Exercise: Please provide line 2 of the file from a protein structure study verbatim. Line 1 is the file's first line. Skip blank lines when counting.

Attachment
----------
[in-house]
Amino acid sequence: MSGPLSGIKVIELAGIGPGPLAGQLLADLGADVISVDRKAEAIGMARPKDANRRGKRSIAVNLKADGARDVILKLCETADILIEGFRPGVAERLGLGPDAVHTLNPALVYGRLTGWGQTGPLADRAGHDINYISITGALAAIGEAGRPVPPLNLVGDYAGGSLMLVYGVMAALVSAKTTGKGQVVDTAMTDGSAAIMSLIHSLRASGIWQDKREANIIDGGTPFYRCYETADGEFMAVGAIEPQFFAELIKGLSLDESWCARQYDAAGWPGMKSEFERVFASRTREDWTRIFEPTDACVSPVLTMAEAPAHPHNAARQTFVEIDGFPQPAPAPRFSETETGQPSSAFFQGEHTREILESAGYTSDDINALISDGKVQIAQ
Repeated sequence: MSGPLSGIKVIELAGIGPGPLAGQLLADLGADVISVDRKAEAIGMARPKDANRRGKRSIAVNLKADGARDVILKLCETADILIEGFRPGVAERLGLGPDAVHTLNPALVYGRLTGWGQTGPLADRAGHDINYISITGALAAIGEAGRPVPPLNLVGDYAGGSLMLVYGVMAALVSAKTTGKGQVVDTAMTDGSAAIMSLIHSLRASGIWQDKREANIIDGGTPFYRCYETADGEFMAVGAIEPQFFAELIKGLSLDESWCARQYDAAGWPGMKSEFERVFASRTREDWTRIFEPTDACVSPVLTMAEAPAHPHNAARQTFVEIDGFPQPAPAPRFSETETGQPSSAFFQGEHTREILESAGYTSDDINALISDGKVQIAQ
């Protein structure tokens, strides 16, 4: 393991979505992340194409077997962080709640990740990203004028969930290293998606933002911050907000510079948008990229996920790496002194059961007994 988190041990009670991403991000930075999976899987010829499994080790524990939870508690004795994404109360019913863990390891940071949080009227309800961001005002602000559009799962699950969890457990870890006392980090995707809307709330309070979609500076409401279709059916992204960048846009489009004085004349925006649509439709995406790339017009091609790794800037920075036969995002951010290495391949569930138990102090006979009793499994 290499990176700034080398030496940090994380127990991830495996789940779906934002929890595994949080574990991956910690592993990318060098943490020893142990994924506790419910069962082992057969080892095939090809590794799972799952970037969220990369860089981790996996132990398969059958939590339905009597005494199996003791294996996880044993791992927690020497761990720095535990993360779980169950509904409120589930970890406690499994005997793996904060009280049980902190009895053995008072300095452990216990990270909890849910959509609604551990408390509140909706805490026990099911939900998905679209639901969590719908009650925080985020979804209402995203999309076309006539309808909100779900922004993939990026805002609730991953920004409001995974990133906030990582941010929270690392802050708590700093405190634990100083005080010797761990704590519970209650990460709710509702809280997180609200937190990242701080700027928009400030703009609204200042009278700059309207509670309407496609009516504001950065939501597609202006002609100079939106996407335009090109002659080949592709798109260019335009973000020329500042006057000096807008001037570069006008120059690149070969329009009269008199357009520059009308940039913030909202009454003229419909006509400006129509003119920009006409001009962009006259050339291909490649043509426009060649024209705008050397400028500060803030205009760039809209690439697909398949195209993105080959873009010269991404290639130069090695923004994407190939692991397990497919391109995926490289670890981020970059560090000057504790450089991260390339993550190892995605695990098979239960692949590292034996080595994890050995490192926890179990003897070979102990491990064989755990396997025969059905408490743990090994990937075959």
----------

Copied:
Amino acid sequence: MSGPLSGIKVIELAGIGPGPLAGQLLADLGADVISVDRKAEAIGMARPKDANRRGKRSIAVNLKADGARDVILKLCETADILIEGFRPGVAERLGLGPDAVHTLNPALVYGRLTGWGQTGPLADRAGHDINYISITGALAAIGEAGRPVPPLNLVGDYAGGSLMLVYGVMAALVSAKTTGKGQVVDTAMTDGSAAIMSLIHSLRASGIWQDKREANIIDGGTPFYRCYETADGEFMAVGAIEPQFFAELIKGLSLDESWCARQYDAAGWPGMKSEFERVFASRTREDWTRIFEPTDACVSPVLTMAEAPAHPHNAARQTFVEIDGFPQPAPAPRFSETETGQPSSAFFQGEHTREILESAGYTSDDINALISDGKVQIAQ